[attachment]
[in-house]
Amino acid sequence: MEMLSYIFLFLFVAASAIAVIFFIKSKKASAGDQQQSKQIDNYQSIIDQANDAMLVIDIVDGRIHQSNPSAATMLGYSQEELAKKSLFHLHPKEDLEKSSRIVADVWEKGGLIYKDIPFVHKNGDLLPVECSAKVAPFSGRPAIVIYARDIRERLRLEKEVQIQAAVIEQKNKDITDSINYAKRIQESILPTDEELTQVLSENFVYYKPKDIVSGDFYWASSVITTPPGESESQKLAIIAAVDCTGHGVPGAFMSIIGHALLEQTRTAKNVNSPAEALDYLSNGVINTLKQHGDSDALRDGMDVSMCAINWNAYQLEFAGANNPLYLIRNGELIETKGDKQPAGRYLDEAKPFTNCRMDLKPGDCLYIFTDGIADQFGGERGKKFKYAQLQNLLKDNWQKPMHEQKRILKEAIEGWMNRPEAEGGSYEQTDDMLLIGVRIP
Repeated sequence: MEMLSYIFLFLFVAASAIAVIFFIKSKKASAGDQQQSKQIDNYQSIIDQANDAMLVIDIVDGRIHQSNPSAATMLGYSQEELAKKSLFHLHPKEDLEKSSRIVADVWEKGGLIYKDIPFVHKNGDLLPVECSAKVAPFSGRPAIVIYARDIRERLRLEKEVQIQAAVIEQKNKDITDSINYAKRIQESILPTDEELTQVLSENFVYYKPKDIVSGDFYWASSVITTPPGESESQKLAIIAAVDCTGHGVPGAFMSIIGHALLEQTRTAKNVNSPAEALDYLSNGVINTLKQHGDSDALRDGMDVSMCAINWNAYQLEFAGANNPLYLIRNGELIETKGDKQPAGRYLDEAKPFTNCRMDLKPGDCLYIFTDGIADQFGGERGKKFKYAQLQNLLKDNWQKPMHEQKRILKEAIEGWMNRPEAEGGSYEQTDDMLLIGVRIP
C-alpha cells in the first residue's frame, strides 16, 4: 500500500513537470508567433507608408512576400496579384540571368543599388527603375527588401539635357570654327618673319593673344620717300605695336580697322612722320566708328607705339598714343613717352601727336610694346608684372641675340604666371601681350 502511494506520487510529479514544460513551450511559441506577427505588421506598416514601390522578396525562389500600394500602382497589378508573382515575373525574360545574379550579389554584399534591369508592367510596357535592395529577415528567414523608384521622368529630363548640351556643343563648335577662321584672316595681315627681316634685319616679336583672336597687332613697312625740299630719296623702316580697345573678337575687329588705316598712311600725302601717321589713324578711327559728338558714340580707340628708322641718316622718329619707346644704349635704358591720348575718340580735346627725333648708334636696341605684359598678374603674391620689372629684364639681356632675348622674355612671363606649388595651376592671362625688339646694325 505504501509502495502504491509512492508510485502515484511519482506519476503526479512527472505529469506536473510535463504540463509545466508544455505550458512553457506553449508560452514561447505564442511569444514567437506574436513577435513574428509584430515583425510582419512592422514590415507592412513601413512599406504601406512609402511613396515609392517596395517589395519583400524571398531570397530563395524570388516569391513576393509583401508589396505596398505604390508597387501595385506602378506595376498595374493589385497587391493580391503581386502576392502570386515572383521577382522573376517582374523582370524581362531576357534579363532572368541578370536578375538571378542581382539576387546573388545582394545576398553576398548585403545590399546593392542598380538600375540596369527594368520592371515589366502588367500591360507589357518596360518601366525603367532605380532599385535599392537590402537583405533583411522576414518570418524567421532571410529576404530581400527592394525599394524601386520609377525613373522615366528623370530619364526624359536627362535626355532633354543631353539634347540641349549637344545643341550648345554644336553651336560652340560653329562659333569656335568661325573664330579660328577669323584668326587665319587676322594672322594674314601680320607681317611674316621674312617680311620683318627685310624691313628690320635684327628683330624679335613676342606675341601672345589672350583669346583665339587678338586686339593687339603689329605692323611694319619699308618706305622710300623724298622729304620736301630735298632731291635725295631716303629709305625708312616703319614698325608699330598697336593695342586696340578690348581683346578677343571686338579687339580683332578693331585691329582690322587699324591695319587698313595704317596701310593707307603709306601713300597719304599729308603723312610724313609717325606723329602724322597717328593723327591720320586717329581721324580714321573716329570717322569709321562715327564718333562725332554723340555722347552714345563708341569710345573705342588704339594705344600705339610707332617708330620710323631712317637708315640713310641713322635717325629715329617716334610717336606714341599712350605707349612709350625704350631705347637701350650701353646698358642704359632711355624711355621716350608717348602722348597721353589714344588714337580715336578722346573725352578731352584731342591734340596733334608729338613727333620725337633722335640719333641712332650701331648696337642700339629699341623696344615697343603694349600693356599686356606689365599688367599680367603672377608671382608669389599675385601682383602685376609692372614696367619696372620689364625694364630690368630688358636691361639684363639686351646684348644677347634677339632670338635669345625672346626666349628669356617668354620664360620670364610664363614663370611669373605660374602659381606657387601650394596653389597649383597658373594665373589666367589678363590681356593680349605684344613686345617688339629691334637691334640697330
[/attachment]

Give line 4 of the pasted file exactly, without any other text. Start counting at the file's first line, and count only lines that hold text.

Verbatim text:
C-alpha cells in the first residue's frame, strides 16, 4: 500500500513537470508567433507608408512576400496579384540571368543599388527603375527588401539635357570654327618673319593673344620717300605695336580697322612722320566708328607705339598714343613717352601727336610694346608684372641675340604666371601681350 502511494506520487510529479514544460513551450511559441506577427505588421506598416514601390522578396525562389500600394500602382497589378508573382515575373525574360545574379550579389554584399534591369508592367510596357535592395529577415528567414523608384521622368529630363548640351556643343563648335577662321584672316595681315627681316634685319616679336583672336597687332613697312625740299630719296623702316580697345573678337575687329588705316598712311600725302601717321589713324578711327559728338558714340580707340628708322641718316622718329619707346644704349635704358591720348575718340580735346627725333648708334636696341605684359598678374603674391620689372629684364639681356632675348622674355612671363606649388595651376592671362625688339646694325 505504501509502495502504491509512492508510485502515484511519482506519476503526479512527472505529469506536473510535463504540463509545466508544455505550458512553457506553449508560452514561447505564442511569444514567437506574436513577435513574428509584430515583425510582419512592422514590415507592412513601413512599406504601406512609402511613396515609392517596395517589395519583400524571398531570397530563395524570388516569391513576393509583401508589396505596398505604390508597387501595385506602378506595376498595374493589385497587391493580391503581386502576392502570386515572383521577382522573376517582374523582370524581362531576357534579363532572368541578370536578375538571378542581382539576387546573388545582394545576398553576398548585403545590399546593392542598380538600375540596369527594368520592371515589366502588367500591360507589357518596360518601366525603367532605380532599385535599392537590402537583405533583411522576414518570418524567421532571410529576404530581400527592394525599394524601386520609377525613373522615366528623370530619364526624359536627362535626355532633354543631353539634347540641349549637344545643341550648345554644336553651336560652340560653329562659333569656335568661325573664330579660328577669323584668326587665319587676322594672322594674314601680320607681317611674316621674312617680311620683318627685310624691313628690320635684327628683330624679335613676342606675341601672345589672350583669346583665339587678338586686339593687339603689329605692323611694319619699308618706305622710300623724298622729304620736301630735298632731291635725295631716303629709305625708312616703319614698325608699330598697336593695342586696340578690348581683346578677343571686338579687339580683332578693331585691329582690322587699324591695319587698313595704317596701310593707307603709306601713300597719304599729308603723312610724313609717325606723329602724322597717328593723327591720320586717329581721324580714321573716329570717322569709321562715327564718333562725332554723340555722347552714345563708341569710345573705342588704339594705344600705339610707332617708330620710323631712317637708315640713310641713322635717325629715329617716334610717336606714341599712350605707349612709350625704350631705347637701350650701353646698358642704359632711355624711355621716350608717348602722348597721353589714344588714337580715336578722346573725352578731352584731342591734340596733334608729338613727333620725337633722335640719333641712332650701331648696337642700339629699341623696344615697343603694349600693356599686356606689365599688367599680367603672377608671382608669389599675385601682383602685376609692372614696367619696372620689364625694364630690368630688358636691361639684363639686351646684348644677347634677339632670338635669345625672346626666349628669356617668354620664360620670364610664363614663370611669373605660374602659381606657387601650394596653389597649383597658373594665373589666367589678363590681356593680349605684344613686345617688339629691334637691334640697330